A recent report suggests that treatment with a combination of two commonly used anti-cancer drugs, doxorubicin and zoledronic acid, may benefit women with breast cancer. Doxorubicin is an anthracycline antibiotic that is widely used in cancer chemotherapy. It is thought to work by intercalating DNA and preventing cell replication.
Zoledronic acid is a third generation bisphosphonate that is used to prevent fractures in cancer patients with bone metastases. The bone destruction associated with malignancy develops because tumor cells synthesize and release soluble factors that stimulate osteoclasts to resorb bone. The bisphosphonate drugs act by inhibiting osteoclast function.
Zoledronic acid and other bisphosphonates are also used to treat osteoporosis – a single dose of zoledronic acid has been shown to increase bone mineral density for up to a year.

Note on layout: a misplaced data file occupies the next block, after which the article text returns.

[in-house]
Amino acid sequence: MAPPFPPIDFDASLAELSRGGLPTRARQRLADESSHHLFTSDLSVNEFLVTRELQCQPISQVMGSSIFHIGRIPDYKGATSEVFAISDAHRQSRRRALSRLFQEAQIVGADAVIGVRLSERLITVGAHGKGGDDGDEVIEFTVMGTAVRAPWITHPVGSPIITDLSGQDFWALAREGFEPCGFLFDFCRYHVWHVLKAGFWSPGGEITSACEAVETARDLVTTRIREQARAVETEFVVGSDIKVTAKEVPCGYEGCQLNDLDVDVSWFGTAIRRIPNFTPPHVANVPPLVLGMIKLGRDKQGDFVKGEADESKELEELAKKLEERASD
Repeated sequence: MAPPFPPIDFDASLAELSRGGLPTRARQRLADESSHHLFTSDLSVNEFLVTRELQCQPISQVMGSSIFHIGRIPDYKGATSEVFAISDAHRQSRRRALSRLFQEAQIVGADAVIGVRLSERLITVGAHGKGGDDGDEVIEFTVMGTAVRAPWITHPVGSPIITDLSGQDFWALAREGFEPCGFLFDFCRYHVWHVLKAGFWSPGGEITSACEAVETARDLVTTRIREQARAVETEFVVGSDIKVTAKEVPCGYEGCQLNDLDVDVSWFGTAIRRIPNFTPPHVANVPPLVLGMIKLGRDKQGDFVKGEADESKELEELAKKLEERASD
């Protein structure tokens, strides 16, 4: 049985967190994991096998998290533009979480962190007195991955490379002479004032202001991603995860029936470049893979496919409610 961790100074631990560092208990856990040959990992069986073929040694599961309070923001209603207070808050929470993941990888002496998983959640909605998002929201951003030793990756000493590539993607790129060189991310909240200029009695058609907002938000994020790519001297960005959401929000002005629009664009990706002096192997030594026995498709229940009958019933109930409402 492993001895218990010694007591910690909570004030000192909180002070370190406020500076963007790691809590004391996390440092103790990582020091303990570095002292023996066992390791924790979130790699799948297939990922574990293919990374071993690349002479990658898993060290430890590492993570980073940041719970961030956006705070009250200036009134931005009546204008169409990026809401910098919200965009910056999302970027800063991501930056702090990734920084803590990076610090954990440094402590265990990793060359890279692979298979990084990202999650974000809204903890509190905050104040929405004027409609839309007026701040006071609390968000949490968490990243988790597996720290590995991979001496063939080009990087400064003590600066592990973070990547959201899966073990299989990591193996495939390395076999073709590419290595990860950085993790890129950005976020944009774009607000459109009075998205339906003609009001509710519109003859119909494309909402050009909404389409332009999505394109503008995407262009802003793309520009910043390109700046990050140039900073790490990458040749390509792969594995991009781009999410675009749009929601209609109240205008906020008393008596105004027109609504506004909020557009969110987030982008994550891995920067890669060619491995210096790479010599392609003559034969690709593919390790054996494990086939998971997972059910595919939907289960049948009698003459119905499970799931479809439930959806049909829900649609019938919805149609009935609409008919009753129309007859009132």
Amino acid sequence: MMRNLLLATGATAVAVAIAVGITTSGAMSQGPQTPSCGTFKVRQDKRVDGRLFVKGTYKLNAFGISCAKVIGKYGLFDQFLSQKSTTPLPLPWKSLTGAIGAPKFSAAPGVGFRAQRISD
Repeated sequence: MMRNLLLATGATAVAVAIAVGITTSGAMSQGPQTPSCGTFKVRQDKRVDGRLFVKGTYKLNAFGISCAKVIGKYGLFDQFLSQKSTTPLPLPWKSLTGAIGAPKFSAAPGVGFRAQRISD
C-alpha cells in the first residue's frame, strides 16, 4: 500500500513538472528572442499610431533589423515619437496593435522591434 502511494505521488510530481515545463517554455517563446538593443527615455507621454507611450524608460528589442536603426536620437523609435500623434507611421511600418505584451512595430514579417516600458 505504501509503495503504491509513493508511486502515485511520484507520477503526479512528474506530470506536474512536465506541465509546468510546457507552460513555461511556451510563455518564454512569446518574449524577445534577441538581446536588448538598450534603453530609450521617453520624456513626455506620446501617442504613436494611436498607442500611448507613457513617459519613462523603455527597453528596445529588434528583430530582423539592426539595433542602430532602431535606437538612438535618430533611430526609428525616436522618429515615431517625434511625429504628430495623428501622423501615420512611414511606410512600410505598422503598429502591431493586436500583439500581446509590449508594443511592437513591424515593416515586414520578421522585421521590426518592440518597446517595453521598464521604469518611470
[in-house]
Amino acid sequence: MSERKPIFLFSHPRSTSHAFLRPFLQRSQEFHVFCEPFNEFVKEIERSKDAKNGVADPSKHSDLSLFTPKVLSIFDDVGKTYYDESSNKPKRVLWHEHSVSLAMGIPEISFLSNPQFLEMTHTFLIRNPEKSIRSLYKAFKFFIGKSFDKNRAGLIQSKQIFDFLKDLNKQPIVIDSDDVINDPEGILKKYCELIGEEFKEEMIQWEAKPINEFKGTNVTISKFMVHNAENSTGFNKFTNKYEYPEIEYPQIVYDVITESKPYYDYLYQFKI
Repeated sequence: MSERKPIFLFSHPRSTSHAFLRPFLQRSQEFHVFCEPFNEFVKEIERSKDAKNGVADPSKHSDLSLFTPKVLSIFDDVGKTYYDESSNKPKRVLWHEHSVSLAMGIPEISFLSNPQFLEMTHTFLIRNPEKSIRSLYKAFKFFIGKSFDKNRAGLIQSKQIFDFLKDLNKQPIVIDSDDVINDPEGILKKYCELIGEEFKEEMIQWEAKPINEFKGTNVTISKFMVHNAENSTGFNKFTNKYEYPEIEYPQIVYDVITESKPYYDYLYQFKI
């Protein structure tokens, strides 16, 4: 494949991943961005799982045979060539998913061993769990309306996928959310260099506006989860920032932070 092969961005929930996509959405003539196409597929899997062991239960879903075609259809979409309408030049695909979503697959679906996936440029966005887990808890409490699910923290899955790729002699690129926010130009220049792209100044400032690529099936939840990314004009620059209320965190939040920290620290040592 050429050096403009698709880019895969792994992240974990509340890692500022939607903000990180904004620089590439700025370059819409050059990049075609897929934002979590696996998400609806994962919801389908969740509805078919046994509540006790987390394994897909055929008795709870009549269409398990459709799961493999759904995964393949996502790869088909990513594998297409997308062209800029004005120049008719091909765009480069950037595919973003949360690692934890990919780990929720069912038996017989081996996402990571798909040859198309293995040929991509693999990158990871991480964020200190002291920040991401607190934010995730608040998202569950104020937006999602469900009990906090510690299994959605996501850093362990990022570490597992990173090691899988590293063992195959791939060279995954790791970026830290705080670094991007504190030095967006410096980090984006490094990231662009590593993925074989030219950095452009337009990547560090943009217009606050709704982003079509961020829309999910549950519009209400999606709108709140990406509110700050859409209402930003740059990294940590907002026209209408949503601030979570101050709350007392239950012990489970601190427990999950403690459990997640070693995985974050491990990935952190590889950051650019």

The new study looked at the effects of the two drugs given alone, sequentially , or in combination on the growth of established breast tumours in mice. Alone out of the treatment methods, doxorubicin followed 24 hours later by zoledronic acid almost completely abolished tumor growth in the absence of bone disease. Zoledronic acid has already been shown to reduce the risks of fractures in breast cancer patients with bone metastases and the new study provides hope that new dosing regimens may provide additional benefits.